On humane terms it is almost indefensible not to grant such security. I know that the Minister is a man of compassion, although I disagree with him on many things, and I am sure that he would wish to grant such security, but he and his Department have been overborne by the views expressed by the Francis Committee. I would ask him to consider these views with care and pay some attention to an analysis of the evidence upon which the majority came to their conclusion and upon which Miss Lyndal Evans came to hers.

In the first place, Miss Lyndal Evans, in her minority report, goes into the details of the figures of categories of furnished tenancies which exist and the reasons why she does not consider—I think with good reason—that it is likely that those premises could be put on the market. One reason is that 46 per cent. of the premises consist of single rooms, and it is clearly not practicable to dispose of those. The only parts which would be readily saleable are purpose-built flats and whole houses let furnished.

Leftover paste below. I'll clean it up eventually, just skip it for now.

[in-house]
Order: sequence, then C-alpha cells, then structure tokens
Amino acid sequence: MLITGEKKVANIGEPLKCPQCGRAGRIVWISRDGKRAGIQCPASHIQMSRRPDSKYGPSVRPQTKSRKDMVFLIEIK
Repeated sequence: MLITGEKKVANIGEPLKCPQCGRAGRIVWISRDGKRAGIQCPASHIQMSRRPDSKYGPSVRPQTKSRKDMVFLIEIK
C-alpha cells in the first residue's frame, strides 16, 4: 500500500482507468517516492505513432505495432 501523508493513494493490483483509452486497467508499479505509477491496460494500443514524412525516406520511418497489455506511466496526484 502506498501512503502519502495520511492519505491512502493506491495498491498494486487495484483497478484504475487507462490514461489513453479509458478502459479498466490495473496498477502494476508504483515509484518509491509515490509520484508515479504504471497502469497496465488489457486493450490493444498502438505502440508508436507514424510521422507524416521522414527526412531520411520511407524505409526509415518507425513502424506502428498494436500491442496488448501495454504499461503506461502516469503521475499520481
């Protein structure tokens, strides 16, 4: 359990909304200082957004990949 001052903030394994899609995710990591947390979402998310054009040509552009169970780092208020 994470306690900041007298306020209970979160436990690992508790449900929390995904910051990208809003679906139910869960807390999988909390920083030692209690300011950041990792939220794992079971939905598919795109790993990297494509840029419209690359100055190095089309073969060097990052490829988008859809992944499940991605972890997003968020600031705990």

The evidence before the Francis Committee was that only 5 per cent. of furnished accommodation in Greater London consists of purpose-built flats and maisonettes and that whole houses let furnished accounted for another 6 per cent. So this was 11 per cent. of the furnished market which could be sold. Clearly, the single rooms could not be sold and almost all the remainder was accommodation in conversions which again is very difficult to sell, because it is not acceptable to mortgagees.

The hon. Member for Hemel Hemstead suggested that that is all right if the landlord can get possession of the whole house. Of course; but if security of tenure is granted this question is not very likely to arise. I am not sure how it is contemplated that, if the 500,000 households who occupy furnished tenancies were given a right of security in their homes, any significant proportion of landlords could take those out of the market. For the most part, it would not be possible. One room falls vacant at a time.